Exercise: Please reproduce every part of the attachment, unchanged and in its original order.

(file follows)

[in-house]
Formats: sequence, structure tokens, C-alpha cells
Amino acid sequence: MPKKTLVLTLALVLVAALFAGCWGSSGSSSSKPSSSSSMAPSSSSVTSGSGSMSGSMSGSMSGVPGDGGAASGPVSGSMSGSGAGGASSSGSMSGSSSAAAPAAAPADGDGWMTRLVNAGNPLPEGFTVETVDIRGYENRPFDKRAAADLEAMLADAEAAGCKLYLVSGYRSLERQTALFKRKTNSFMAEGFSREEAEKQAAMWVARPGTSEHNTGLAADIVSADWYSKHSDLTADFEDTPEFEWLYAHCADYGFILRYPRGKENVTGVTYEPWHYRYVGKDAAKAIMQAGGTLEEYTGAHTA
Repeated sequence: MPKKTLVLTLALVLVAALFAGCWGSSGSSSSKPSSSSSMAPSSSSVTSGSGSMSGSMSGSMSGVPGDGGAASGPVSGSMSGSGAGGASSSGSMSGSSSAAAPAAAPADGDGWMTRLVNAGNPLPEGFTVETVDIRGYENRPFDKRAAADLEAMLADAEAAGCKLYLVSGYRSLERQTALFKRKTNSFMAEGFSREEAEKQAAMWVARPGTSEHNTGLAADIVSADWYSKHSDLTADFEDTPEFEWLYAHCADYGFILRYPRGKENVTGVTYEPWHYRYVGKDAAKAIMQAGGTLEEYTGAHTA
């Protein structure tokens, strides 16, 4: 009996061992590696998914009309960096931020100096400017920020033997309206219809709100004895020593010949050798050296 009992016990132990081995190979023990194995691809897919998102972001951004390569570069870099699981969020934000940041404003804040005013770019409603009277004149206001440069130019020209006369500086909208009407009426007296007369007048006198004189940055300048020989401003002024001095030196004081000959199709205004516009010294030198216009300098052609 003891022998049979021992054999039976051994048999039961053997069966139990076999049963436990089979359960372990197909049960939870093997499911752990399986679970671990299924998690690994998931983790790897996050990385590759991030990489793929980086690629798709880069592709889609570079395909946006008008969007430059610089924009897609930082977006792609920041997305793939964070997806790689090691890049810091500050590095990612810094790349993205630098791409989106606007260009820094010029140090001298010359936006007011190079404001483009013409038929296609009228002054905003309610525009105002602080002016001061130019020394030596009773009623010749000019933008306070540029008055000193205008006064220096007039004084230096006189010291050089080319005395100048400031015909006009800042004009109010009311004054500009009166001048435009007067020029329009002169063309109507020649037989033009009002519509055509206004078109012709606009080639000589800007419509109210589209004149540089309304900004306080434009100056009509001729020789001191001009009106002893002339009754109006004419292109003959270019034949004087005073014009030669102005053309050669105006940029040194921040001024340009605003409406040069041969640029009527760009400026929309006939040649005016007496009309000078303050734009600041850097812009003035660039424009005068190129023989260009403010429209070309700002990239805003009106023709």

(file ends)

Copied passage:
[in-house]
Formats: sequence, structure tokens, C-alpha cells
Amino acid sequence: MPKKTLVLTLALVLVAALFAGCWGSSGSSSSKPSSSSSMAPSSSSVTSGSGSMSGSMSGSMSGVPGDGGAASGPVSGSMSGSGAGGASSSGSMSGSSSAAAPAAAPADGDGWMTRLVNAGNPLPEGFTVETVDIRGYENRPFDKRAAADLEAMLADAEAAGCKLYLVSGYRSLERQTALFKRKTNSFMAEGFSREEAEKQAAMWVARPGTSEHNTGLAADIVSADWYSKHSDLTADFEDTPEFEWLYAHCADYGFILRYPRGKENVTGVTYEPWHYRYVGKDAAKAIMQAGGTLEEYTGAHTA
Repeated sequence: MPKKTLVLTLALVLVAALFAGCWGSSGSSSSKPSSSSSMAPSSSSVTSGSGSMSGSMSGSMSGVPGDGGAASGPVSGSMSGSGAGGASSSGSMSGSSSAAAPAAAPADGDGWMTRLVNAGNPLPEGFTVETVDIRGYENRPFDKRAAADLEAMLADAEAAGCKLYLVSGYRSLERQTALFKRKTNSFMAEGFSREEAEKQAAMWVARPGTSEHNTGLAADIVSADWYSKHSDLTADFEDTPEFEWLYAHCADYGFILRYPRGKENVTGVTYEPWHYRYVGKDAAKAIMQAGGTLEEYTGAHTA
């Protein structure tokens, strides 16, 4: 009996061992590696998914009309960096931020100096400017920020033997309206219809709100004895020593010949050798050296 009992016990132990081995190979023990194995691809897919998102972001951004390569570069870099699981969020934000940041404003804040005013770019409603009277004149206001440069130019020209006369500086909208009407009426007296007369007048006198004189940055300048020989401003002024001095030196004081000959199709205004516009010294030198216009300098052609 003891022998049979021992054999039976051994048999039961053997069966139990076999049963436990089979359960372990197909049960939870093997499911752990399986679970671990299924998690690994998931983790790897996050990385590759991030990489793929980086690629798709880069592709889609570079395909946006008008969007430059610089924009897609930082977006792609920041997305793939964070997806790689090691890049810091500050590095990612810094790349993205630098791409989106606007260009820094010029140090001298010359936006007011190079404001483009013409038929296609009228002054905003309610525009105002602080002016001061130019020394030596009773009623010749000019933008306070540029008055000193205008006064220096007039004084230096006189010291050089080319005395100048400031015909006009800042004009109010009311004054500009009166001048435009007067020029329009002169063309109507020649037989033009009002519509055509206004078109012709606009080639000589800007419509109210589209004149540089309304900004306080434009100056009509001729020789001191001009009106002893002339009754109006004419292109003959270019034949004087005073014009030669102005053309050669105006940029040194921040001024340009605003409406040069041969640029009527760009400026929309006939040649005016007496009309000078303050734009600041850097812009003035660039424009005068190129023989260009403010429209070309700002990239805003009106023709």